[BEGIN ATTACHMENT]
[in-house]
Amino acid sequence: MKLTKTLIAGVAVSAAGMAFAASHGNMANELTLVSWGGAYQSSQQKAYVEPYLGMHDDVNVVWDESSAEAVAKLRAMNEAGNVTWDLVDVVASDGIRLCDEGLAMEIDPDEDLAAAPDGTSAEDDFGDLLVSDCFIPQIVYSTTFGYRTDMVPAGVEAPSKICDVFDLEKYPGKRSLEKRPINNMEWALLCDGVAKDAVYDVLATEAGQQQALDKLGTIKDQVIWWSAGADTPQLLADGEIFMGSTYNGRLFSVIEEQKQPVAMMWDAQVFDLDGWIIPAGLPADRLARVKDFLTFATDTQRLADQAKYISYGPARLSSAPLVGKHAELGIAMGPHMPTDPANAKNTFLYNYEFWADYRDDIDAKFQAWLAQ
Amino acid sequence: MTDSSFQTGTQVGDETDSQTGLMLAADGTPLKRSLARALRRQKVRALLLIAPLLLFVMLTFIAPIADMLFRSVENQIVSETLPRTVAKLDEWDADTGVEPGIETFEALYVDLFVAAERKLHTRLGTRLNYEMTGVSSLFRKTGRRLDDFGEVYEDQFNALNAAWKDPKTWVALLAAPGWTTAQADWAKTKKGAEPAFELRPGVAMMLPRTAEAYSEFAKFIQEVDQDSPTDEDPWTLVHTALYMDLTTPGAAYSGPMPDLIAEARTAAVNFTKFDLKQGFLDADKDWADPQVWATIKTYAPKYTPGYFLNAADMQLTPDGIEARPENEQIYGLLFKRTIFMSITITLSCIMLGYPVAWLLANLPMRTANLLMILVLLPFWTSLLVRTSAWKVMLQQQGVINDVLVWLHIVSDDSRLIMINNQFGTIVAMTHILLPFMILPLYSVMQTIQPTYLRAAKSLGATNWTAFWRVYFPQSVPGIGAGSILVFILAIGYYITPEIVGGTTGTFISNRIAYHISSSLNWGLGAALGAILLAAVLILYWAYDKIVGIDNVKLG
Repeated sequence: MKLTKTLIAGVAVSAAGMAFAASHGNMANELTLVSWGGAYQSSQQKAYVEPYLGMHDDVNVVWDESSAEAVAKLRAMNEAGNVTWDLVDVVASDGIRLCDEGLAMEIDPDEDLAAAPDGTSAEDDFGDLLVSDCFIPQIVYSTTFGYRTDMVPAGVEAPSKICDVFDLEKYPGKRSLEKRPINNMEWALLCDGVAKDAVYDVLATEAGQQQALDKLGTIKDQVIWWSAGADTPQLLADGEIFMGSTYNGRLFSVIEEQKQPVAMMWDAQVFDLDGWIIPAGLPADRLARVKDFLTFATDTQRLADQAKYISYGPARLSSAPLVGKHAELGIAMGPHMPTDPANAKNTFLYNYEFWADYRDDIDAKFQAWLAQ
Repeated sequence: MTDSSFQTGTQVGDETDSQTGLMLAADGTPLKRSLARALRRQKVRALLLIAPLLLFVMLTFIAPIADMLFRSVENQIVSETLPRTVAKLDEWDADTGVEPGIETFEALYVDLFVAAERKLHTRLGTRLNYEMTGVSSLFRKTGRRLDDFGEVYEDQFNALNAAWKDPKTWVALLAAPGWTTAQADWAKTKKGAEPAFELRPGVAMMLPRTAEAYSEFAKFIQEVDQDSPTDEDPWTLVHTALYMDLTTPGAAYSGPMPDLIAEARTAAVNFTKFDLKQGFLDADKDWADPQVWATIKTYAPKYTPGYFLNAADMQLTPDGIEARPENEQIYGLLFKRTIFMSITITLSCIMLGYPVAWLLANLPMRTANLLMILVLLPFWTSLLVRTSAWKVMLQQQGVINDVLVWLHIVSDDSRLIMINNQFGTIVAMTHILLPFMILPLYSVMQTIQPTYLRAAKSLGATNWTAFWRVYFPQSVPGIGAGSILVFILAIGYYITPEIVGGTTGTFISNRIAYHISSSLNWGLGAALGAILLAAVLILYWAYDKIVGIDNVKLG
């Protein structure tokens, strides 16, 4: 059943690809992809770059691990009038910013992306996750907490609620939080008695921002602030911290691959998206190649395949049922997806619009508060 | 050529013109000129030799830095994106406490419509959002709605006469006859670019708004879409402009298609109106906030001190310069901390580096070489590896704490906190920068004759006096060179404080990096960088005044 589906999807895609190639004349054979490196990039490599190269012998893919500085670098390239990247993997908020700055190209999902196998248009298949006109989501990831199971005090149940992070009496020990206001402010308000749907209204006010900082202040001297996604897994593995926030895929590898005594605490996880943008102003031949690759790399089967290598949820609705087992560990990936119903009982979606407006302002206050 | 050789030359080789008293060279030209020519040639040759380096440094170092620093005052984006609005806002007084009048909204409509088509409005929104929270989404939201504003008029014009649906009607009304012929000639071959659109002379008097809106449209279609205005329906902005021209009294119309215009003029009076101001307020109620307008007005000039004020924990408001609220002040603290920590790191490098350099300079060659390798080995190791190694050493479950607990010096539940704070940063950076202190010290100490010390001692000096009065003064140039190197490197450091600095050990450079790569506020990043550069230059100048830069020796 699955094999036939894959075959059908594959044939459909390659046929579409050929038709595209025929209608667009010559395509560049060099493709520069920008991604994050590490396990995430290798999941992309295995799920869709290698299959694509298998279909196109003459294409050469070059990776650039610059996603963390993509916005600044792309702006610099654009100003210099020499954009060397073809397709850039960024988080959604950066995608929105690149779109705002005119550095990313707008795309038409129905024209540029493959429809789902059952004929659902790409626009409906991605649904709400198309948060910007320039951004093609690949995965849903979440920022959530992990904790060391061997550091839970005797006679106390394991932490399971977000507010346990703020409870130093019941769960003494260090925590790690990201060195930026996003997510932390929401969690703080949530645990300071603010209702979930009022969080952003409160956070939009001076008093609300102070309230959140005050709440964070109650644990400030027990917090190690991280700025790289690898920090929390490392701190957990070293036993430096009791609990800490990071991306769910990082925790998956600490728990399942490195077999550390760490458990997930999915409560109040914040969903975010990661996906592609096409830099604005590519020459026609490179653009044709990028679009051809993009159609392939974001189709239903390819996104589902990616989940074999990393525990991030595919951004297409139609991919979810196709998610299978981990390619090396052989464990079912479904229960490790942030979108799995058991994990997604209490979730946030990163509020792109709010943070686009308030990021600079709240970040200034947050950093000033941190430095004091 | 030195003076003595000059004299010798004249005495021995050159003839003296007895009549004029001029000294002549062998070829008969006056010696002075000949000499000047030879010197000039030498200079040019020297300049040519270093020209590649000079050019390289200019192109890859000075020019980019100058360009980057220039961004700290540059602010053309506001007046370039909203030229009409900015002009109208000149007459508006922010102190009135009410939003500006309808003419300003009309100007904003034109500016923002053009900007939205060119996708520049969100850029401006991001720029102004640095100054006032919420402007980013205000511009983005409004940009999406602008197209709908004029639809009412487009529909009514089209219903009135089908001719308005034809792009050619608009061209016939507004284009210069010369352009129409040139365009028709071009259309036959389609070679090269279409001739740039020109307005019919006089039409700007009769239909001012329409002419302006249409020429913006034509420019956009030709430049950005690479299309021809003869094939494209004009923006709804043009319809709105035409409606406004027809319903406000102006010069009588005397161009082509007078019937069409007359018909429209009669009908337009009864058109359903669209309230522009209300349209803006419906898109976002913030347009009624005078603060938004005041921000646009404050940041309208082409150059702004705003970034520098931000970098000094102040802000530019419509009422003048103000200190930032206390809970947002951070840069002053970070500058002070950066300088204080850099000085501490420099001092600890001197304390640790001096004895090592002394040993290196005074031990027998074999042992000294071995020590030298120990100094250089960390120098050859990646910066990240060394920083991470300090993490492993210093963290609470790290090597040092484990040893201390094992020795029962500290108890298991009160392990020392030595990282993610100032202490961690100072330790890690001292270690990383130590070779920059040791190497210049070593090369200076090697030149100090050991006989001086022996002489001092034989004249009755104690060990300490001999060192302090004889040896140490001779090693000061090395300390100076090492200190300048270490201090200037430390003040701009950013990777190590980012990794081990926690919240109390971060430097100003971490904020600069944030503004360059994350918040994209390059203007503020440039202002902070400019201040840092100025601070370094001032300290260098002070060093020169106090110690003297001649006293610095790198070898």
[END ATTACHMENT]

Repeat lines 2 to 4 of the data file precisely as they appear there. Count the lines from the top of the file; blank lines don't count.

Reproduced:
Amino acid sequence: MKLTKTLIAGVAVSAAGMAFAASHGNMANELTLVSWGGAYQSSQQKAYVEPYLGMHDDVNVVWDESSAEAVAKLRAMNEAGNVTWDLVDVVASDGIRLCDEGLAMEIDPDEDLAAAPDGTSAEDDFGDLLVSDCFIPQIVYSTTFGYRTDMVPAGVEAPSKICDVFDLEKYPGKRSLEKRPINNMEWALLCDGVAKDAVYDVLATEAGQQQALDKLGTIKDQVIWWSAGADTPQLLADGEIFMGSTYNGRLFSVIEEQKQPVAMMWDAQVFDLDGWIIPAGLPADRLARVKDFLTFATDTQRLADQAKYISYGPARLSSAPLVGKHAELGIAMGPHMPTDPANAKNTFLYNYEFWADYRDDIDAKFQAWLAQ
Amino acid sequence: MTDSSFQTGTQVGDETDSQTGLMLAADGTPLKRSLARALRRQKVRALLLIAPLLLFVMLTFIAPIADMLFRSVENQIVSETLPRTVAKLDEWDADTGVEPGIETFEALYVDLFVAAERKLHTRLGTRLNYEMTGVSSLFRKTGRRLDDFGEVYEDQFNALNAAWKDPKTWVALLAAPGWTTAQADWAKTKKGAEPAFELRPGVAMMLPRTAEAYSEFAKFIQEVDQDSPTDEDPWTLVHTALYMDLTTPGAAYSGPMPDLIAEARTAAVNFTKFDLKQGFLDADKDWADPQVWATIKTYAPKYTPGYFLNAADMQLTPDGIEARPENEQIYGLLFKRTIFMSITITLSCIMLGYPVAWLLANLPMRTANLLMILVLLPFWTSLLVRTSAWKVMLQQQGVINDVLVWLHIVSDDSRLIMINNQFGTIVAMTHILLPFMILPLYSVMQTIQPTYLRAAKSLGATNWTAFWRVYFPQSVPGIGAGSILVFILAIGYYITPEIVGGTTGTFISNRIAYHISSSLNWGLGAALGAILLAAVLILYWAYDKIVGIDNVKLG
Repeated sequence: MKLTKTLIAGVAVSAAGMAFAASHGNMANELTLVSWGGAYQSSQQKAYVEPYLGMHDDVNVVWDESSAEAVAKLRAMNEAGNVTWDLVDVVASDGIRLCDEGLAMEIDPDEDLAAAPDGTSAEDDFGDLLVSDCFIPQIVYSTTFGYRTDMVPAGVEAPSKICDVFDLEKYPGKRSLEKRPINNMEWALLCDGVAKDAVYDVLATEAGQQQALDKLGTIKDQVIWWSAGADTPQLLADGEIFMGSTYNGRLFSVIEEQKQPVAMMWDAQVFDLDGWIIPAGLPADRLARVKDFLTFATDTQRLADQAKYISYGPARLSSAPLVGKHAELGIAMGPHMPTDPANAKNTFLYNYEFWADYRDDIDAKFQAWLAQ